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Surprisingly, however, the government he leads is now unwilling to tolerate the censure his predecessor was subjected to by the same media he praised not quite long ago!

Rule of law under threat

Selective obedience to court order is now a commonplace in Nigeria. Governments swiftly obey orders that suit them while ignoring those that do not.

For example, when the Code of Conduct Tribunal granted an order to President Buhari to suspend the former Chief Justice of Nigeria, Walter Onnoghen, he happily implemented the order.

But when courts ordered for the release of Sowere and the leader of Islamic Movement in Nigeria, El-zakzaky, the same government has blatantly refused to comply!

What this means is that the State has now become a promoter of lawlessness.

The principle of separation of power is increasingly being threatened.

The legislature has been compromised; it is a bunch of yes boys of the Presidency.

Executive bills are being passed by lawmakers without robust debates and, worse still, sometimes even before they are privy to its content.

In essence, the legislature is seemingly a mere rubber stamp.

The judiciary is also not spared: intimidation of judges, disregard for court order and desecration of court are the order of the day. When the independence of these organs is undermined through whatever means, executive recklessness prevails.

Sham elections

The integrity of our electoral process is rapidly diminishing.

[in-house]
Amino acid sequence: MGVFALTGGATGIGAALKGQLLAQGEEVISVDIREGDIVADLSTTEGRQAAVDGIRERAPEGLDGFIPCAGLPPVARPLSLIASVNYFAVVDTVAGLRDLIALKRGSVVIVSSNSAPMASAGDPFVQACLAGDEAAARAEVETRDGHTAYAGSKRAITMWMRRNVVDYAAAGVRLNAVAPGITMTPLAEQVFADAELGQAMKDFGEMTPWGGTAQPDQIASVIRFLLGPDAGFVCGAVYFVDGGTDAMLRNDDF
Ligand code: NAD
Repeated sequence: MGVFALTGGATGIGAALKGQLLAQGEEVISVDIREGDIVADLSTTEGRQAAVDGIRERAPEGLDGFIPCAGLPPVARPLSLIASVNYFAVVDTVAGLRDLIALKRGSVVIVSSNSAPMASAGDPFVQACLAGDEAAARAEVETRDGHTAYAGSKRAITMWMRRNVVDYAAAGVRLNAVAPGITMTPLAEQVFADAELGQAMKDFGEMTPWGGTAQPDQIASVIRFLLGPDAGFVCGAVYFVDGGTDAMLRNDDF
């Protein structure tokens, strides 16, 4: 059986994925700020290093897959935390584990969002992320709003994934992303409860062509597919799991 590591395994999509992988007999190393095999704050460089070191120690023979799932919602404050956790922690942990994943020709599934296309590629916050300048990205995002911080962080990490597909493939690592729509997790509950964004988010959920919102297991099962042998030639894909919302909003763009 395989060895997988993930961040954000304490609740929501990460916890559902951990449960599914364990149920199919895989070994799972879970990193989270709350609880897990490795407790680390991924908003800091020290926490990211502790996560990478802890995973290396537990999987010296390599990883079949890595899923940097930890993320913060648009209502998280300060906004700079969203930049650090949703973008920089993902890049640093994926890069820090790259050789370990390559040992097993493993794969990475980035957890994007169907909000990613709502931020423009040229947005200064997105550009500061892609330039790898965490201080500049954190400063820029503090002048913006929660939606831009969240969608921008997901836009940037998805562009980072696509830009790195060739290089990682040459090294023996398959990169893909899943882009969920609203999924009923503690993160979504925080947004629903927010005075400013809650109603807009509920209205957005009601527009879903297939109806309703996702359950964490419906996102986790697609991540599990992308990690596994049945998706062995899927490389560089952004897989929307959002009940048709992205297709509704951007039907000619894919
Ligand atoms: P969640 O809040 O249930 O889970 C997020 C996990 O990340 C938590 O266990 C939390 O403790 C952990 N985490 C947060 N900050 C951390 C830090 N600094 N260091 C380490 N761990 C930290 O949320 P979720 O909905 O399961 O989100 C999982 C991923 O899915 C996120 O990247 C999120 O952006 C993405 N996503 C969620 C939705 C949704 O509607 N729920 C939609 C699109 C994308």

As I argued elsewhere, “voter suppression, ballot snatching and stuffing, vote-buying, violence, militarization of polls, among other forms of irregularities and malpractices, have become the defining features of our elections.”

The outcome of polls is not determined by popular vote. Consequently, elections no longer provide opportunities for the electorate to humiliate leaders who have under-performed.

In other words, those who have performed abysmally can secure reelection as long as they have control over security agents and possess money to hire thugs and buy votes.

Politics of brinksmanship is pervasive in Nigeria, largely because holding political offices is the most lucrative occupation, as holders have unfettered access to public purses.

And since we have no viable system of accountability, they brazenly plunder our collective patrimony, often without any serious consequences.

Therefore, struggles to capture and retain political office become a do or die affair.

More worrisomely, this politics of brinksmanship has made democratic consolidation difficult and, worse still, is aggravating democratic backsliding.

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From the foregoing analyses, one thing is very clear: Nigeria is experiencing what Nancy Bermeo calls democratic backsliding. This is driven by abuse of civil and democratic rights; disregard for the rule of law; weakened independence of the legislature and judiciary; decline in the integrity of electoral process and politics of brinksmanship; poor management of the country’s economy and imposition of unpopular/anti-poor policies, which makes the democracy unbeneficial to the toiling Nigerians.